English grammar rules are hard! Past tense verbs are definitely not my favorite speech therapy goal to work on. There is not much logic and reasoning in past tense verb forms, making them difficult to both teach and learn.
I have found the best way is to teach by verb pattern, as opposed to teaching them randomly. In other words, separating them into groups where the ending of the past tense form is the same. This method makes past tense verbs much more manageable and enjoyable. Teaching in this organized manner allows students to better remember and feel confident learning a group of verbs before moving onto the next verb pattern. I also keep in mind the verbs that are most commonly used in the English language and focus on these verbs. Learning past tense verbs is lots and lots of repetition and memorization, but teaching by pattern makes the memorization easier!
REGULAR PAST TENSE VERBS
There are 3 regular past tense verb patterns. Have the student master a verb group before moving onto the next. The graphic below explains when the past tense verb ends in /d/, /t/, or /ɪd, əd/.
Download this handout for free!
Regular Past Tense Verb Examples:
/d/: closed, opened, moved, stayed, traveled, arrived, sneezed, pulled, turned, warned, cried, glued, carried, hugged, robbed, borrowed, entered, remembered, listened
/t/: walked, worked, dropped, finished, stopped, laughed, coughed, watched, kicked, asked, licked, looked, talked, worked, fixed, danced, passed
/ɪd/ or /əd/: waited, pretended, guarded, tested, acted, edited, ended, started, invited, expected, tasted, decided, needed, wanted, floated, painted, landed, decided
IRREGULAR PAST TENSE VERBS
Irregular past tense verbs are much more difficult and don’t have a clear explanation for their verb patterns. Below are the most common irregular verb forms. I teach them roughly in the order presented.
unchanged: cut, put, quit, burst, hit, shut, bet, hurt, let, cost, burst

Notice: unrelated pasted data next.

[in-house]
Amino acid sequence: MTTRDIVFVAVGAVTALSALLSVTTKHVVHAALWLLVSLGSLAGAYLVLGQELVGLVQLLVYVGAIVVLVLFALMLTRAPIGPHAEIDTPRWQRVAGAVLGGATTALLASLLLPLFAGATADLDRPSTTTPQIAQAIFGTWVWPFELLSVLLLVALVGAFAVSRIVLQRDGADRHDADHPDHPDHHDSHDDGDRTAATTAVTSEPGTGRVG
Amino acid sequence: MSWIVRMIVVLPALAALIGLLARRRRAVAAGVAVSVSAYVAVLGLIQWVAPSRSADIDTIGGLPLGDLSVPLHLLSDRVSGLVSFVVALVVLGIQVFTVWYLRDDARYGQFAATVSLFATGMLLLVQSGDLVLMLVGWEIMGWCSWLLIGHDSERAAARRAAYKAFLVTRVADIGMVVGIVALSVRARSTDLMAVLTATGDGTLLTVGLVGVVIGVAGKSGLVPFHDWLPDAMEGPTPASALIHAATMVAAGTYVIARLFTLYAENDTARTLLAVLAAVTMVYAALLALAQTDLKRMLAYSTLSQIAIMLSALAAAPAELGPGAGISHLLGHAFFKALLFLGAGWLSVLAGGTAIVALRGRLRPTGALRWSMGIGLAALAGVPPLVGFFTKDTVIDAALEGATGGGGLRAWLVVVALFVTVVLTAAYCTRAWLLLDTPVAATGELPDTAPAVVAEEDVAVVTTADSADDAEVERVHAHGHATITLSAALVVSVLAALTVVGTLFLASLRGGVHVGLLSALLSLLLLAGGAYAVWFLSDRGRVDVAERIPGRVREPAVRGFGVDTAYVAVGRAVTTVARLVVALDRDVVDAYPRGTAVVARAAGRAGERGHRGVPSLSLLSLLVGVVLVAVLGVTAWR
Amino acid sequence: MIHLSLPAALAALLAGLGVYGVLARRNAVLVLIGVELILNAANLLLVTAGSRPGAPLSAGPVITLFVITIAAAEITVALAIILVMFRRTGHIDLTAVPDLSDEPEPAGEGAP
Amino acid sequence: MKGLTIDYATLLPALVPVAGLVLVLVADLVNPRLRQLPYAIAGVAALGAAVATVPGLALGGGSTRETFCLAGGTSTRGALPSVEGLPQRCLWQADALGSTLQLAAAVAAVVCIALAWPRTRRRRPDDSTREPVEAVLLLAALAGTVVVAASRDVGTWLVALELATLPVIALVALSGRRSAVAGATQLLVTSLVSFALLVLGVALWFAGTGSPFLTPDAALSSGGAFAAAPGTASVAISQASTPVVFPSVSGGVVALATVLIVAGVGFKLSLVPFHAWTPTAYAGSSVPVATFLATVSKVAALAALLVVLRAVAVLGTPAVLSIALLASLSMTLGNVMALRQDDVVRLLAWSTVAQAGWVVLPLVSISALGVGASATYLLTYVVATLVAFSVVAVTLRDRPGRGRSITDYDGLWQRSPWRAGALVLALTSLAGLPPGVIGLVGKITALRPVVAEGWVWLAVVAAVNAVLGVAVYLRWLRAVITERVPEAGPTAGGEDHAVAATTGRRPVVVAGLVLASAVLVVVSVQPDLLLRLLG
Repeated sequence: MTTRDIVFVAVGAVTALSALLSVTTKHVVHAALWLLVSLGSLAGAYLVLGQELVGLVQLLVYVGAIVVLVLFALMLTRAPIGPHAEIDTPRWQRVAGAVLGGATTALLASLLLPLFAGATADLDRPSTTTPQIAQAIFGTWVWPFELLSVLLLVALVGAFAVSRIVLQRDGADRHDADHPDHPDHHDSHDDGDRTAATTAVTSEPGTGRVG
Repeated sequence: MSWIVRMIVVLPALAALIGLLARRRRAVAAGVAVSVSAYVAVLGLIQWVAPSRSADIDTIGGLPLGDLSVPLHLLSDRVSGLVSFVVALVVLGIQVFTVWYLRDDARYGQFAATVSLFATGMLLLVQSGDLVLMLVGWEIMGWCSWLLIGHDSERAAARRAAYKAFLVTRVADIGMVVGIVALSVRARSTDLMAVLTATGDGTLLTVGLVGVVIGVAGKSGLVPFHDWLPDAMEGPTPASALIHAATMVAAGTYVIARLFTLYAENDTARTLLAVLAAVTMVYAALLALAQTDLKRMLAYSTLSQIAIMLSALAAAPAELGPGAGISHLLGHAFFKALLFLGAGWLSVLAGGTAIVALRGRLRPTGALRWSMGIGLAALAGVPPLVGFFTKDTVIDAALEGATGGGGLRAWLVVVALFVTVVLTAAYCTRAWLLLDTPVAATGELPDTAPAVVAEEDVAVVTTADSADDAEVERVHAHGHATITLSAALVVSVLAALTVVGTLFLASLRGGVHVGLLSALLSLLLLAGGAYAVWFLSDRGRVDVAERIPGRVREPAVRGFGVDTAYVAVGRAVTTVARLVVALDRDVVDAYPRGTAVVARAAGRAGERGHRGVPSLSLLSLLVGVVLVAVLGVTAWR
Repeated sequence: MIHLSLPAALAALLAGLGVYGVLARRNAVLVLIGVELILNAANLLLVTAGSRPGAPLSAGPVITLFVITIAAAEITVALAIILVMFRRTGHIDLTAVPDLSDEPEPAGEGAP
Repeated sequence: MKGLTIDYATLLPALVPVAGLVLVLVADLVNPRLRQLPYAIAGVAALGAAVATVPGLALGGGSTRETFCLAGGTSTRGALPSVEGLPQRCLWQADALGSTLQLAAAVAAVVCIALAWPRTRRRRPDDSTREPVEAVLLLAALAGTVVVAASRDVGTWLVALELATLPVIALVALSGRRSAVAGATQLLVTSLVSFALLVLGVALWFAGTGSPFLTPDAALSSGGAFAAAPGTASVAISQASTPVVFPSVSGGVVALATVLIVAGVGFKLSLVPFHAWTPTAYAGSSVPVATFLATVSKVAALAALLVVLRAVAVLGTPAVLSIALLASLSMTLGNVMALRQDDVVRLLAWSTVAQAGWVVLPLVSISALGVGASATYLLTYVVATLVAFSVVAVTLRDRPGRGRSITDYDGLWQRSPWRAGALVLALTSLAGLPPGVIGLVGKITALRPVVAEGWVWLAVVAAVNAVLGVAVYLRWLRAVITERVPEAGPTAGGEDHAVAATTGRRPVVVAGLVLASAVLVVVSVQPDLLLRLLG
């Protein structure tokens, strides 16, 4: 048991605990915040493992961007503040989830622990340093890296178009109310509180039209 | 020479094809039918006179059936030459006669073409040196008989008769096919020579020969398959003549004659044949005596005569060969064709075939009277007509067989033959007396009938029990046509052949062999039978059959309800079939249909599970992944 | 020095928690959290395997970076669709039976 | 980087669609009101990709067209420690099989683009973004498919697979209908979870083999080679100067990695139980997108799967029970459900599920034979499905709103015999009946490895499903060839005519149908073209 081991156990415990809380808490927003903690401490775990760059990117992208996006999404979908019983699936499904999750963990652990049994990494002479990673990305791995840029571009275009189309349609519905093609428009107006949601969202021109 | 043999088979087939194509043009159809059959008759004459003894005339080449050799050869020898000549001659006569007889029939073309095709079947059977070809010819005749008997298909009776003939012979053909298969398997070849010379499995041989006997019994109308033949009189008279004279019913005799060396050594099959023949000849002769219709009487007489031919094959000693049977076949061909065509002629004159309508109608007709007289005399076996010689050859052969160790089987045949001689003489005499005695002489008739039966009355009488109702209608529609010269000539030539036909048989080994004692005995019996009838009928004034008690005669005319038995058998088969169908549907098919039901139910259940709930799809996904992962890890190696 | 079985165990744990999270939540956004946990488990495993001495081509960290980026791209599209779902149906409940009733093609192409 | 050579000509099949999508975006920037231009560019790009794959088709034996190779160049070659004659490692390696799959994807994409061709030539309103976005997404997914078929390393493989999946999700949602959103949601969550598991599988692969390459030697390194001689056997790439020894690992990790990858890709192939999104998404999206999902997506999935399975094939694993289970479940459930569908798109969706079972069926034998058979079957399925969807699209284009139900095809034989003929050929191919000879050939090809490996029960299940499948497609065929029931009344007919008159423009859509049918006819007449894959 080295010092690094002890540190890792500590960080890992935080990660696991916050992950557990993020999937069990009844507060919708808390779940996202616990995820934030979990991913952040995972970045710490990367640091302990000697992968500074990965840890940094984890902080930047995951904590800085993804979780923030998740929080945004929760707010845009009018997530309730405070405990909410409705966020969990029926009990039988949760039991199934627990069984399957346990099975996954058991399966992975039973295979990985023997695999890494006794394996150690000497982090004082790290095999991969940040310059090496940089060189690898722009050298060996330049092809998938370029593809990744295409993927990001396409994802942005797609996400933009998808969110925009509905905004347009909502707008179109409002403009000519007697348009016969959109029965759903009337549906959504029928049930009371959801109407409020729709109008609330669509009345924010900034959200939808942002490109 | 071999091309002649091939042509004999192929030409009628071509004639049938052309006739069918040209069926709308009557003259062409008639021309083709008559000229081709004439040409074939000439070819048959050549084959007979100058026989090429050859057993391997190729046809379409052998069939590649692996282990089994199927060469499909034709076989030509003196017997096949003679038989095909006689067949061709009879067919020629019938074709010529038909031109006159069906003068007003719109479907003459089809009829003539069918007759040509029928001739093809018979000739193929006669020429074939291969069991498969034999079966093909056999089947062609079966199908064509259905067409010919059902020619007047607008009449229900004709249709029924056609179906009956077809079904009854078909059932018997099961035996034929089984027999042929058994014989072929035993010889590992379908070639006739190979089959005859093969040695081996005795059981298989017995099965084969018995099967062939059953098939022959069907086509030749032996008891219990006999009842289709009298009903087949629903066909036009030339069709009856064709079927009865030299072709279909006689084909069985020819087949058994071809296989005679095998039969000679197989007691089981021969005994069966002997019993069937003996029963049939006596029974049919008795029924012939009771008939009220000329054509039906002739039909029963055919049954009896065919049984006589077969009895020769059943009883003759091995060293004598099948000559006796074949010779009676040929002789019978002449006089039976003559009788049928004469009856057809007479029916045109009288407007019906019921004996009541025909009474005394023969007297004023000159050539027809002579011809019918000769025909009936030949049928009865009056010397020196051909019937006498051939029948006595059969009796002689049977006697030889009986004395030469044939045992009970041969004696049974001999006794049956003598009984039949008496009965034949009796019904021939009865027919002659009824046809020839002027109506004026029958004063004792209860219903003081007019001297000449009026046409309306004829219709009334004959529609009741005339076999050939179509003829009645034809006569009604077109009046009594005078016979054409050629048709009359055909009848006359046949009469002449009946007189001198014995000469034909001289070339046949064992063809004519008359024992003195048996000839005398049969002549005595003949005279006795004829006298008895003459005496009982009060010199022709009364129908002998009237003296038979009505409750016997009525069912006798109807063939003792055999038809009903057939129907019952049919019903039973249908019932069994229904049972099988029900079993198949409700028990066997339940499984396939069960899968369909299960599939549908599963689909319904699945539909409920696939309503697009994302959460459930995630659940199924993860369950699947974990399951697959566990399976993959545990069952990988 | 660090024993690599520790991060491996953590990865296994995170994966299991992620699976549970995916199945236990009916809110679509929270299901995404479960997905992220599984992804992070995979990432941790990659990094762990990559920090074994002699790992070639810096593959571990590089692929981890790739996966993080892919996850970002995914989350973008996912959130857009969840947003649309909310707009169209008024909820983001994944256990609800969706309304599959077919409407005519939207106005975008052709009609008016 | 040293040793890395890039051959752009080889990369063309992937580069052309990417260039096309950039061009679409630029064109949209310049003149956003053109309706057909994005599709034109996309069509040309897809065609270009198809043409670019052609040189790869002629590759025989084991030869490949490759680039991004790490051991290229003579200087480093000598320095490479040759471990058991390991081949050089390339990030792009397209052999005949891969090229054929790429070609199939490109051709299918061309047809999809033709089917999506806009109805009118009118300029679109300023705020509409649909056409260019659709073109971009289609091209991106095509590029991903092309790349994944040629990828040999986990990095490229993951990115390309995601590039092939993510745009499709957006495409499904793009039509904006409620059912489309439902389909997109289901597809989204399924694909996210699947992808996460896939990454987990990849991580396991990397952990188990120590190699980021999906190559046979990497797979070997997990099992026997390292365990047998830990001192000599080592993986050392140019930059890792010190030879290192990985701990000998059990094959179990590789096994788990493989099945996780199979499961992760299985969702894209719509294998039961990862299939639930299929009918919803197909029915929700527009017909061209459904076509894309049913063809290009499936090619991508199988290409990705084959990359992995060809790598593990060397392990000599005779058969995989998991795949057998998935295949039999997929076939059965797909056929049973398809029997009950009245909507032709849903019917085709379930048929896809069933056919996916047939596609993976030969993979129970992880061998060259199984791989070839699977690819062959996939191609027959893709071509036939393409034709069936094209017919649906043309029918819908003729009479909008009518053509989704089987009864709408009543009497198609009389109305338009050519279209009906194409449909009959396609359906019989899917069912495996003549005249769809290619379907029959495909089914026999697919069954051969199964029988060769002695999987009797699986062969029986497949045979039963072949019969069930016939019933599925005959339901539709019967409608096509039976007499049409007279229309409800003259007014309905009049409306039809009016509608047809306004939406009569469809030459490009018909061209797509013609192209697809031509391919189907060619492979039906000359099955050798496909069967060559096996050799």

-ought/-aught: taught, brought, caught, bought, fought, thought
-ang/-ung: rang, sang, hang, swung
-ew: blew, grew, knew, flew, drew, threw
-t: slept, felt, left, spent, met, spent, kept, swept
long /o/: spoke, drove, woke, broke, awoke, wrote, rode, froze
In addition to teaching in verb patterns, focus on common verbs.
Some of the most common irregular verbs are:
If you’re looking to incorporate this, I have created resources that teach past tense verbs by verb pattern! All of these resources are broken down by the verb patterns listed above in leveled activities – from isolation drill to generalization activities.
You might also be interested in this free download: Past Tense Verbs Sentences
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Excellent information, thanks for sharing !!! I will apply it in my classroom.
I have been looking for tools to utilize since l became a Remote Teacher and a Zoom mom for my amazing 4th grader. Teaching children with Autism is a blessing and a challenge in itself. Thank you for sharing these wonderful tools.
Thank you for this information! Very helpful. I am wondering in what grade you usually target this skill in therapy?
Children begin using regular and irregular past tense verbs correctly around 43-46 months of age. If kindergarteners or older children aren’t using past tense verbs correctly, we work on them!